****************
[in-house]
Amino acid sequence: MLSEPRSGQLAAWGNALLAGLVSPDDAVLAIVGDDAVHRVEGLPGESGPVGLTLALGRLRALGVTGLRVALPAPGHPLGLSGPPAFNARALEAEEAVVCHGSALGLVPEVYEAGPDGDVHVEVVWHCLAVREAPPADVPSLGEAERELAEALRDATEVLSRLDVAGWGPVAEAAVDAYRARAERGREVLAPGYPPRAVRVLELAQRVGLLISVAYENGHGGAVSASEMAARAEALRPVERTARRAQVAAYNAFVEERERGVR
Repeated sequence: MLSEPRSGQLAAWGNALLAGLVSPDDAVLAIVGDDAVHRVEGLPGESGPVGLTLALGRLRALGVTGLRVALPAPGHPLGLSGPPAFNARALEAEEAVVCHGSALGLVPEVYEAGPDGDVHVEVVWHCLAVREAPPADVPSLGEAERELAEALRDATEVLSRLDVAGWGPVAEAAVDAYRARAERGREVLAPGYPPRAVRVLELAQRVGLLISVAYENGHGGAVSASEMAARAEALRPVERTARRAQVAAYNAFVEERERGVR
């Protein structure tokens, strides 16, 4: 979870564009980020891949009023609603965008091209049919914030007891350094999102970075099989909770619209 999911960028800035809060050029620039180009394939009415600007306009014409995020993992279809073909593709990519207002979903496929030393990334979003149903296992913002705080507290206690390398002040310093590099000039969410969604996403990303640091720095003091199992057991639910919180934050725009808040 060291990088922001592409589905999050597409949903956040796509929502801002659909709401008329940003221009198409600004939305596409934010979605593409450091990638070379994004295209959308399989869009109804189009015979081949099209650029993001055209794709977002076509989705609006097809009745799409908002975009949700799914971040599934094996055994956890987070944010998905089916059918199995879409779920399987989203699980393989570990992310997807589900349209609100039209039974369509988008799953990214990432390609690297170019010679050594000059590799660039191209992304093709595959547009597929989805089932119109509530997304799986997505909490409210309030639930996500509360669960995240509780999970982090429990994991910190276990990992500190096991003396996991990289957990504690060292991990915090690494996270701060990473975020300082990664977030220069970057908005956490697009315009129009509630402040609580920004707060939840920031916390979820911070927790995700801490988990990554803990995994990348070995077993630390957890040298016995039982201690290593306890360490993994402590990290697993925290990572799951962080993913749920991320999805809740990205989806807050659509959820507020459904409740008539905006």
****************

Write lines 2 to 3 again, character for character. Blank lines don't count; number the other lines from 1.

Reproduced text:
Amino acid sequence: MLSEPRSGQLAAWGNALLAGLVSPDDAVLAIVGDDAVHRVEGLPGESGPVGLTLALGRLRALGVTGLRVALPAPGHPLGLSGPPAFNARALEAEEAVVCHGSALGLVPEVYEAGPDGDVHVEVVWHCLAVREAPPADVPSLGEAERELAEALRDATEVLSRLDVAGWGPVAEAAVDAYRARAERGREVLAPGYPPRAVRVLELAQRVGLLISVAYENGHGGAVSASEMAARAEALRPVERTARRAQVAAYNAFVEERERGVR
Repeated sequence: MLSEPRSGQLAAWGNALLAGLVSPDDAVLAIVGDDAVHRVEGLPGESGPVGLTLALGRLRALGVTGLRVALPAPGHPLGLSGPPAFNARALEAEEAVVCHGSALGLVPEVYEAGPDGDVHVEVVWHCLAVREAPPADVPSLGEAERELAEALRDATEVLSRLDVAGWGPVAEAAVDAYRARAERGREVLAPGYPPRAVRVLELAQRVGLLISVAYENGHGGAVSASEMAARAEALRPVERTARRAQVAAYNAFVEERERGVR